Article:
St John’s Wood

St John’s Wood, Westminster

A plush 19th-century suburb with interwar augmentation, situated on the north-west side of Regent’s Park

St John's Wood High Street
St John’s Wood High Street, in the area formerly known as Portland Town, as seen in December 2006

The name was recorded in Latin form (Boscum Prioris Sancti Johannis) at the end of the 13th century, when the land came into the posses­sion of the Order of the Hospital of St John of Jerusalem. The English name was first mentioned in 1524.

Henry Samuel Eyre, a London wine merchant, purchased the estate from the Earl of Chester­field in 1732. St John’s Wood did not evolve in the same way as many other smart parts of London. Its low-lying situation, poorly served by roads, did not attract gentlemen’s seats and yet the Eyre family were keen to profit from its devel­op­ment, unlike more protec­tive and resistant landowners elsewhere.

In 1794 the Eyres commis­sioned a plan that would have seen St John’s Wood laid out in the same style as the spa town of Bath but this was stymied by recession during the Napoleonic Wars.

To the south of the Eyre estate lay the farmland and former royal hunting ground of Maryle­bone Park, which had latterly been leased to the dukes of Portland. Most of their land was to become Regent’s Park but the northern tip was built up in the early 19th century as Portland Town, with housing for the working classes.

West­min­ster city council bought the plot of land that now forms the burial ground behind St John’s Wood church in 1808, and in 1814 St Maryle­bone vestry built the church itself to accom­mo­date the neigh­bour­hood’s growing popu­la­tion. Also in 1814, Thomas Lord’s cricket ground moved to its present site on St John’s Wood Road.

St Johns Wood church in winter
St John’s Wood church

The Eyre family laid roads across their estate in the 1820s and agreed building contracts with a number of small firms, who did most of their work in the 1840s.

Construc­tion standards were high and the new inhab­i­tants were bankers, merchants and gentlemen of inde­pen­dent means. The houses had so many servants that mews were needed to accom­mo­date the overflow. Later phases of building, espe­cially towards the west, were less exclusive.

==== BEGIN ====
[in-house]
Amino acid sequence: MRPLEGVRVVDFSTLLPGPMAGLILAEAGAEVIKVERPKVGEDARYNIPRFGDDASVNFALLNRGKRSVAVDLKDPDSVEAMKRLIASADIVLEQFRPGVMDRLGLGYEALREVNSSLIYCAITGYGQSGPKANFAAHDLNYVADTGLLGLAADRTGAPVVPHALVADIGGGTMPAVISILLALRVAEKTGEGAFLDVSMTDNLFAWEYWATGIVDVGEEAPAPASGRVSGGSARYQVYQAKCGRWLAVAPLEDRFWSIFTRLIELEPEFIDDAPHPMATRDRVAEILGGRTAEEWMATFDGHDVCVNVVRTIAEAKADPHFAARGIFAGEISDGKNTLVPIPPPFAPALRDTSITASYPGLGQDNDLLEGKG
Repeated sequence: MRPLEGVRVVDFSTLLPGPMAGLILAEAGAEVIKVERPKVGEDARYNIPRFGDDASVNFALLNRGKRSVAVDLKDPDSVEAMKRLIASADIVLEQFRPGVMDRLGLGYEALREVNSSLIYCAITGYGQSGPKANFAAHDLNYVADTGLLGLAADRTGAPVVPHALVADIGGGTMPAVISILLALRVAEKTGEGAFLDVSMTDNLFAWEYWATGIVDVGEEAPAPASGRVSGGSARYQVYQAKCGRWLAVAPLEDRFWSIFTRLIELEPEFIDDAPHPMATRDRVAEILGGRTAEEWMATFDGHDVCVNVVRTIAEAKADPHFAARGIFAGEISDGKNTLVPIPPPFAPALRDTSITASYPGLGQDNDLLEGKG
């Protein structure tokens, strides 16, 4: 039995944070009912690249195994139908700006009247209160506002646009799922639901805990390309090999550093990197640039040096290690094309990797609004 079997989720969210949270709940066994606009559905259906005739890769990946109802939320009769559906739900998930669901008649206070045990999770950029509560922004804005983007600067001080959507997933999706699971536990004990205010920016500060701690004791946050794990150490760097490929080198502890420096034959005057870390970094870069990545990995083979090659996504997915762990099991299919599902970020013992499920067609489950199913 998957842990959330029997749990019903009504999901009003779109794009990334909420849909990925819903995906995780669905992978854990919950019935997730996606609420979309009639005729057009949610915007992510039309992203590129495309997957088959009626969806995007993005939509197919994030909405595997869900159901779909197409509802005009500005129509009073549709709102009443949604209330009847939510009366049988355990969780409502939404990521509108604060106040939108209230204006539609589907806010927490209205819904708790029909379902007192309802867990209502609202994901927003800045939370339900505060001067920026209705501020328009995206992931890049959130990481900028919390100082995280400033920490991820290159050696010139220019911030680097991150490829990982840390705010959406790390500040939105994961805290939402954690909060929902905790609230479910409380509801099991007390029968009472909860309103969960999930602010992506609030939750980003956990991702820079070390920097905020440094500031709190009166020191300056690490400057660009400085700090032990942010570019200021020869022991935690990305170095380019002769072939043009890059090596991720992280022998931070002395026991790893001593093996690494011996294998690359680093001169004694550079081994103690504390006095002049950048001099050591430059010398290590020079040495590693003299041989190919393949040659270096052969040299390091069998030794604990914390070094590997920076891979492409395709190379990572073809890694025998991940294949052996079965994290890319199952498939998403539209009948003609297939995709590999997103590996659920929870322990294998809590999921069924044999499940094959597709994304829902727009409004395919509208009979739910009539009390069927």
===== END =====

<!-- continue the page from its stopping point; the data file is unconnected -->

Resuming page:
St John’s Wood was well-served by omnibuses from the late 1850s, and Marl­bor­ough Road station opened in 1868.

Portland Town was rede­vel­oped from the 1890s, with a mix of insti­tu­tional buildings and mansion blocks, together with shopping parades on the High Street. Elsewhere, blocks of private flats replaced many of the early Victorian houses during the 1930s. A new station was built in 1939 and opened as St John’s Wood, whereupon Marl­bor­ough Road station closed.

After the Second World War the municipal author­i­ties rebuilt so exten­sively in the north and west that some parts of the former Eyre estate are no longer thought of as being in St John’s Wood. However, the surviving Victorian prop­er­ties and the classiest of the flats and mansion blocks form a charming and pres­ti­gious enclave, which reaches its acme on Avenue Road.

In the 19th century St John’s Wood acquired various vaguely humorous nicknames, like Apostle’s Grove and the Grove of the Evangelist.

The Hungarian film producer Alexander Korda lived on Avenue Road from 1933 to 1939 and the composer Benjamin Britten lived on St John’s Wood High Street in the mid-1940s. More recent homeowners have included Sir Paul McCartney and the supermodel Kate Moss.

Postal district: NW8
Station: Jubilee line (zone 2)
Website: St John’s Wood Memories (highly recommended)
Further reading: Richard Tames, St. John’s Wood and Maida Vale Past, Historical Publications, 1998
See also: Abbey Road